A high titre of anti-DFS70 antibodies in an ANA-positive sample (causing a false-positive effect) might mislead the clinical judgement of physicians if they are not aware that anti-DFS70 antibodies seem to exclude an autoimmune disease. It is supposed that classification criteria for SARD including ANA positivity should be revised to reflect this. Sera positive for ANAs should be tested to check that they are not directed against DFS70 before including the result in a diagnosis of SARDs. DFS70 positive samples may be found by indirect immunofluorescence on HEp-2 cells if technicians are trained to recognize the specific DFS70 pattern. If follow-up of ANA-positive samples with DFS70 pattern reveals no positive result in any well known disease specific subtype other than anti-DFS70 antibodies the latter may be presumed. The confirmation is given by specific tests using recombinant DFS70 to detect the specific IgG antibodies. Different commercial assays are available including a fully automated chemiluminescence immunoassay (INOVA Diagnostics Inc.), a semi-quantitative enzyme-linked immunosorbent assay (MBL Medical & Biological Laboratories Co.) and an immunoblot for the detection of autoantibodies against DFS70 and other ANA-subtypes (D-Tek s.a. and IMMCO Diagnostics).


Anti-DFS70 autoantibodies have been known of for several years but general interest in clinical laboratories has increased since specific immunoassays for the detection of anti-DFS70 antibodies became commercially available. About one out of five serum samples from healthy individuals who are tested for ANAs yields a positive result, which is in most cases caused by anti-DFS70 antibodies. Confirmation by specific immunoassay is useful to avoid further diagnostic procedures as anti-DFS70 antibodies are not associated with autoimmune diseases.

1. Avery TY, et al. Anti-nuclear antibodies in daily clinical practice: prevalence in primary, secondary, and tertiary care. J Immunol Res. 2014; 2014: 401739.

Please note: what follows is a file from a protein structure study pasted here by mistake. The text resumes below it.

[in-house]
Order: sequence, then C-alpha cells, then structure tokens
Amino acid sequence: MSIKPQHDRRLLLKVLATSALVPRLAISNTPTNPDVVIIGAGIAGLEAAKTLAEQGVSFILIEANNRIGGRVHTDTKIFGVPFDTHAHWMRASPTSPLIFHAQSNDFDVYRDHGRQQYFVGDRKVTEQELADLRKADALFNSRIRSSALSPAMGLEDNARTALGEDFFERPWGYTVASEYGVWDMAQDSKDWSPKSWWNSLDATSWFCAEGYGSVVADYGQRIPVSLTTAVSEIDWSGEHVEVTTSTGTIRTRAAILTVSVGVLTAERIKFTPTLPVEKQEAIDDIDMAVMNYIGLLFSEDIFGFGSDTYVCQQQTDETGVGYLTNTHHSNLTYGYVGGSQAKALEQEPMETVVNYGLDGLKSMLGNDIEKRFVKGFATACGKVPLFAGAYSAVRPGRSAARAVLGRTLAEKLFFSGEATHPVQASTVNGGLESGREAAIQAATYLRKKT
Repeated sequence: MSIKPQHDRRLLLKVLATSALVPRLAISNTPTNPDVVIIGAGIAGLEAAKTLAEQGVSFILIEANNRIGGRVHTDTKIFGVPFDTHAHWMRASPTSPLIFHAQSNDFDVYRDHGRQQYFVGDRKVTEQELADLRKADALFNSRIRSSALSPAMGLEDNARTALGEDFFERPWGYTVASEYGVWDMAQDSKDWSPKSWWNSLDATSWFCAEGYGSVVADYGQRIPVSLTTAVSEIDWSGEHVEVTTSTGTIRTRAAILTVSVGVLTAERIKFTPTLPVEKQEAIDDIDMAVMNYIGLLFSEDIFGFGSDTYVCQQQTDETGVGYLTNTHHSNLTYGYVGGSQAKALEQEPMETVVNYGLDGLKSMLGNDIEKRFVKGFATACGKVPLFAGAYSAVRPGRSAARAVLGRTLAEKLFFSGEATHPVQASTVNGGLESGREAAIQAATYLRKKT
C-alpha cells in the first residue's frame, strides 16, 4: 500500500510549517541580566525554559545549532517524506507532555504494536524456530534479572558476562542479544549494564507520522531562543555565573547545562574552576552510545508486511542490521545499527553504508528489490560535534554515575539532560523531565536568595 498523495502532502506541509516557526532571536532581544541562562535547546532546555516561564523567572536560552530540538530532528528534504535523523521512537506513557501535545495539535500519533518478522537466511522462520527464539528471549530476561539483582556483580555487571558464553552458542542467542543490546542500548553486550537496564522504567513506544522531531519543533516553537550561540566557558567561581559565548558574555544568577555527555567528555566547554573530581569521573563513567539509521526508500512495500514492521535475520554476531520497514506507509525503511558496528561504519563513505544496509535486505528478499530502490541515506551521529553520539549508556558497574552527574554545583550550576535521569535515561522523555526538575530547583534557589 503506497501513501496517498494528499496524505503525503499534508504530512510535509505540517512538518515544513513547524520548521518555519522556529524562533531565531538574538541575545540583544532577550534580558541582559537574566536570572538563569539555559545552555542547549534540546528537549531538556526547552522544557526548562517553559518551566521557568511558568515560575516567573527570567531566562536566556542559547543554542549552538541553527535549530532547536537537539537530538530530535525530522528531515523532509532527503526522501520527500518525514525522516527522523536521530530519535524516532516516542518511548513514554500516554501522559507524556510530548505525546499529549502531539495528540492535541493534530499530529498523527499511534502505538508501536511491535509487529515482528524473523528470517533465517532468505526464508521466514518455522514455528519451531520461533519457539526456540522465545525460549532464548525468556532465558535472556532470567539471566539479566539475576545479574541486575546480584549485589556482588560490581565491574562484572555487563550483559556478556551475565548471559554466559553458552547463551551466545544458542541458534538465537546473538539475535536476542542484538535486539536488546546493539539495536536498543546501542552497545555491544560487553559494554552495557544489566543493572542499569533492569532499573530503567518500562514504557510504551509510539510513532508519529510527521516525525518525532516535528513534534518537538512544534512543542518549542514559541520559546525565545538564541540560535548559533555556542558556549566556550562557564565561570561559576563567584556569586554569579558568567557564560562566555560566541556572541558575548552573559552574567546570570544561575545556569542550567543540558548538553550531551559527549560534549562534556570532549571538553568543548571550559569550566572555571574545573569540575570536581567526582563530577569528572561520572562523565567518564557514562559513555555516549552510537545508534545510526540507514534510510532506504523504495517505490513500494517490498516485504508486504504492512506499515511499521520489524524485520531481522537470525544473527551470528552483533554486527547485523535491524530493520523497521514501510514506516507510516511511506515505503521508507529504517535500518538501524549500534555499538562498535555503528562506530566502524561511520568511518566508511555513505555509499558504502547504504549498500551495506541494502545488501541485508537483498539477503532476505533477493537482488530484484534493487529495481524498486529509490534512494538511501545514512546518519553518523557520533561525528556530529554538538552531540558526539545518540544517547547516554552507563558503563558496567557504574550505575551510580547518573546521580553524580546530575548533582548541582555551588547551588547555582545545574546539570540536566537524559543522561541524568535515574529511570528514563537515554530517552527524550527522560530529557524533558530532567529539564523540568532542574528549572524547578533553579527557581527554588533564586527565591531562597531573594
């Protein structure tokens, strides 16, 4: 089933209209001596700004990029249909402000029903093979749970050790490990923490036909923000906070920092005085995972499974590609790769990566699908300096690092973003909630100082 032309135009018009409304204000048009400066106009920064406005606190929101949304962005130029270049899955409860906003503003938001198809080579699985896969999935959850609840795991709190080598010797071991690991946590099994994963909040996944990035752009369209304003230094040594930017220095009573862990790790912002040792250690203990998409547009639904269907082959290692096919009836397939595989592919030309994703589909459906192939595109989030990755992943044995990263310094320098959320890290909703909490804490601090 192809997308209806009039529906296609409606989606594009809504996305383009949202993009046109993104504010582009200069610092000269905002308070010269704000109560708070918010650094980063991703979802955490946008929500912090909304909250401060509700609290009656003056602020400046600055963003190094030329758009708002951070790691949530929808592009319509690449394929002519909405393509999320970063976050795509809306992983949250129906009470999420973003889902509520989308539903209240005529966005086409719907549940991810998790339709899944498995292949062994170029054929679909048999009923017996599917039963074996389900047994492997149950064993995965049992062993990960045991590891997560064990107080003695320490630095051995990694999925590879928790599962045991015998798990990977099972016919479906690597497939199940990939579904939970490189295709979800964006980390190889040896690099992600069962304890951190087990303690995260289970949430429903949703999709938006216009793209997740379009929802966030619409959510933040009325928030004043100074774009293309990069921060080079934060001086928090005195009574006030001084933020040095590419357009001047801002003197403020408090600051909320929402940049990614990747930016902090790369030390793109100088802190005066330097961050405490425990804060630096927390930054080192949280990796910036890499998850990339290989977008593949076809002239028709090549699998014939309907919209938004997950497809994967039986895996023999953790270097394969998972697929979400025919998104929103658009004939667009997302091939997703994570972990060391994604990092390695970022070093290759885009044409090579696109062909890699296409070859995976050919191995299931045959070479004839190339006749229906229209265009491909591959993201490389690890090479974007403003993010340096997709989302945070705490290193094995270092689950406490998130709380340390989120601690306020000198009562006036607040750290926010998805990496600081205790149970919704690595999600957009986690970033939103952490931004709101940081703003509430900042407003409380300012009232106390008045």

2. Bizzaro N, et al. Antibodies to the lens and cornea in anti-DFS70-positive subjects. Ann N Y Acad Sci. 2007; 1107: 174–183.
3. Daniels T, et al. Antinuclear autoantibodies in prostate cancer: immunity to LEDGF/p75, a survival protein highly expressed in prostate tumors and cleaved during apoptosis. Prostate 2005; 62: 14–26.
4. Ganapathy V, Casiano CA. Autoimmunity to the nuclear autoantigen DFS70 (LEDGF): what exactly are the autoantibodies trying to tell us? Arthritis Rheum. 2004; 50: 684–688.
5. Mahler M, Fritzler MJ. The clinical significance of the dense fine speckled immunofluorescence pattern on HEp-2 cells for the diagnosis of systemic autoimmune diseases. Clin Dev Immunol. 2012; 2012: 494356.
6. Mahler M, et al. Importance of the dense fine speckled pattern on HEp-2 cells and anti-DFS70 antibodies for the diagnosis of systemic autoimmune diseases. Autoimmun Rev. 2012; 11: 642–645.
7. Mahler M, et al. Anti-DFS70/LEDGF antibodies are more prevalent in healthy individuals compared to patients with systemic autoimmune rheumatic diseases. J Rheumatol. 2012; 39: 2104–2110.
8. Mariz HA, et al. Pattern on the antinuclear antibody-HEp-2 test is a critical parameter for discriminating antinuclear antibody-positive healthy individuals and patients with autoimmune rheumatic diseases. Arthritis Rheum. 2011; 63: 191–200.
9. Miyara M, et al. Clinical phenotypes of patients with anti-DFS70/LEDGF antibodies in a routine ANA referral cohort. Clin Dev Immunol. 2013; 2013: 703759.
10. Okamoto M, et al. Autoantibodies to DFS70/LEDGF are increased in alopecia areata patients. J Autoimmun. 2004; 23: 257–266.
11. Watanabe A, et al. Arthritis Rheum. 2004; 50: 892–900.

The author
Manfred Herold MD, PhD
Innsbruck Medical University, Dept of Internal Medicine VI, 6020 Innsbruck, Austria
E-mail: manfred.herold@i-med.ac.at